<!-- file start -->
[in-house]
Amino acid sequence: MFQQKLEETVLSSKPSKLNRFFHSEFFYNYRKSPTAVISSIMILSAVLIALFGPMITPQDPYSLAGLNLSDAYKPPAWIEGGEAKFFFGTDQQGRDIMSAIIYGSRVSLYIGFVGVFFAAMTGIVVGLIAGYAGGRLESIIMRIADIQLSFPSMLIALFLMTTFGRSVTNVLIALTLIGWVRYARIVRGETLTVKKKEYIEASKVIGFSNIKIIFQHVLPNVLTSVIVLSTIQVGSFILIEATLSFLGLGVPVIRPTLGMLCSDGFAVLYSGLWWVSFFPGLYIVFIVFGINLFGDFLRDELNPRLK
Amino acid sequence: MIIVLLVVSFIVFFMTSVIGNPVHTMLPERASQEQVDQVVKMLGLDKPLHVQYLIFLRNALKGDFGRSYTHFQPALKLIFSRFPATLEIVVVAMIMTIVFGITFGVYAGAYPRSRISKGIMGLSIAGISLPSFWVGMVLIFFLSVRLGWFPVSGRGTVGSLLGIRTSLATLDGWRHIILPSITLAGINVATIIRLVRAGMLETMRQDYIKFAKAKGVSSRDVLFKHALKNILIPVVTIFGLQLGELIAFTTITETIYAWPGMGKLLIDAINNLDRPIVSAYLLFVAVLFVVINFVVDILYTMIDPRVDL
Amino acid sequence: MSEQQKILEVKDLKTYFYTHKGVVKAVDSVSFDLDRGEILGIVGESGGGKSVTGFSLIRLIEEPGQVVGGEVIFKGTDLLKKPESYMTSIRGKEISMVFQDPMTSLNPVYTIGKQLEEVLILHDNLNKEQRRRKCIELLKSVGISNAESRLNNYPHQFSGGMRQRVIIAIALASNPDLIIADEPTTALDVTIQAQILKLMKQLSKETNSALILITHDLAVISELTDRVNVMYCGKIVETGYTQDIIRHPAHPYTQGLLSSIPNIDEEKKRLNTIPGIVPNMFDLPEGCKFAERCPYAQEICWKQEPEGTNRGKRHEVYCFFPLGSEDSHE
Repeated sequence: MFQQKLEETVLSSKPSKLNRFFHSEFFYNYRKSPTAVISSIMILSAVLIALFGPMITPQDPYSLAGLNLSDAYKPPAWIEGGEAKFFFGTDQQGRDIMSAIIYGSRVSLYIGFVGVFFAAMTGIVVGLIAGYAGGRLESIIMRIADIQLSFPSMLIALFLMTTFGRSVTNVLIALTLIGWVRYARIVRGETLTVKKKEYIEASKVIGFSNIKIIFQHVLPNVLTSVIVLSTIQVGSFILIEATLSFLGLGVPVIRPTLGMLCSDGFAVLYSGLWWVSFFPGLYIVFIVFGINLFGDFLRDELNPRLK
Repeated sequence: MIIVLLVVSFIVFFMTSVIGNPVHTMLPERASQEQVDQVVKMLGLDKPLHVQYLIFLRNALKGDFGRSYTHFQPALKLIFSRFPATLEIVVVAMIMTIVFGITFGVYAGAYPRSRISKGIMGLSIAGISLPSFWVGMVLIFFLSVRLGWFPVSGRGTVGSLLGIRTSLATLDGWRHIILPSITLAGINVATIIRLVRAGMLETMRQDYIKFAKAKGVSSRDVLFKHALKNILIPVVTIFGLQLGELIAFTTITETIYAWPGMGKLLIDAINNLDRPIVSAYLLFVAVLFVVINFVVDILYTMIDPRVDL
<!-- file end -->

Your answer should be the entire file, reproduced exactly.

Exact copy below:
[in-house]
Amino acid sequence: MFQQKLEETVLSSKPSKLNRFFHSEFFYNYRKSPTAVISSIMILSAVLIALFGPMITPQDPYSLAGLNLSDAYKPPAWIEGGEAKFFFGTDQQGRDIMSAIIYGSRVSLYIGFVGVFFAAMTGIVVGLIAGYAGGRLESIIMRIADIQLSFPSMLIALFLMTTFGRSVTNVLIALTLIGWVRYARIVRGETLTVKKKEYIEASKVIGFSNIKIIFQHVLPNVLTSVIVLSTIQVGSFILIEATLSFLGLGVPVIRPTLGMLCSDGFAVLYSGLWWVSFFPGLYIVFIVFGINLFGDFLRDELNPRLK
Amino acid sequence: MIIVLLVVSFIVFFMTSVIGNPVHTMLPERASQEQVDQVVKMLGLDKPLHVQYLIFLRNALKGDFGRSYTHFQPALKLIFSRFPATLEIVVVAMIMTIVFGITFGVYAGAYPRSRISKGIMGLSIAGISLPSFWVGMVLIFFLSVRLGWFPVSGRGTVGSLLGIRTSLATLDGWRHIILPSITLAGINVATIIRLVRAGMLETMRQDYIKFAKAKGVSSRDVLFKHALKNILIPVVTIFGLQLGELIAFTTITETIYAWPGMGKLLIDAINNLDRPIVSAYLLFVAVLFVVINFVVDILYTMIDPRVDL
Amino acid sequence: MSEQQKILEVKDLKTYFYTHKGVVKAVDSVSFDLDRGEILGIVGESGGGKSVTGFSLIRLIEEPGQVVGGEVIFKGTDLLKKPESYMTSIRGKEISMVFQDPMTSLNPVYTIGKQLEEVLILHDNLNKEQRRRKCIELLKSVGISNAESRLNNYPHQFSGGMRQRVIIAIALASNPDLIIADEPTTALDVTIQAQILKLMKQLSKETNSALILITHDLAVISELTDRVNVMYCGKIVETGYTQDIIRHPAHPYTQGLLSSIPNIDEEKKRLNTIPGIVPNMFDLPEGCKFAERCPYAQEICWKQEPEGTNRGKRHEVYCFFPLGSEDSHE
Repeated sequence: MFQQKLEETVLSSKPSKLNRFFHSEFFYNYRKSPTAVISSIMILSAVLIALFGPMITPQDPYSLAGLNLSDAYKPPAWIEGGEAKFFFGTDQQGRDIMSAIIYGSRVSLYIGFVGVFFAAMTGIVVGLIAGYAGGRLESIIMRIADIQLSFPSMLIALFLMTTFGRSVTNVLIALTLIGWVRYARIVRGETLTVKKKEYIEASKVIGFSNIKIIFQHVLPNVLTSVIVLSTIQVGSFILIEATLSFLGLGVPVIRPTLGMLCSDGFAVLYSGLWWVSFFPGLYIVFIVFGINLFGDFLRDELNPRLK
Repeated sequence: MIIVLLVVSFIVFFMTSVIGNPVHTMLPERASQEQVDQVVKMLGLDKPLHVQYLIFLRNALKGDFGRSYTHFQPALKLIFSRFPATLEIVVVAMIMTIVFGITFGVYAGAYPRSRISKGIMGLSIAGISLPSFWVGMVLIFFLSVRLGWFPVSGRGTVGSLLGIRTSLATLDGWRHIILPSITLAGINVATIIRLVRAGMLETMRQDYIKFAKAKGVSSRDVLFKHALKNILIPVVTIFGLQLGELIAFTTITETIYAWPGMGKLLIDAINNLDRPIVSAYLLFVAVLFVVINFVVDILYTMIDPRVDL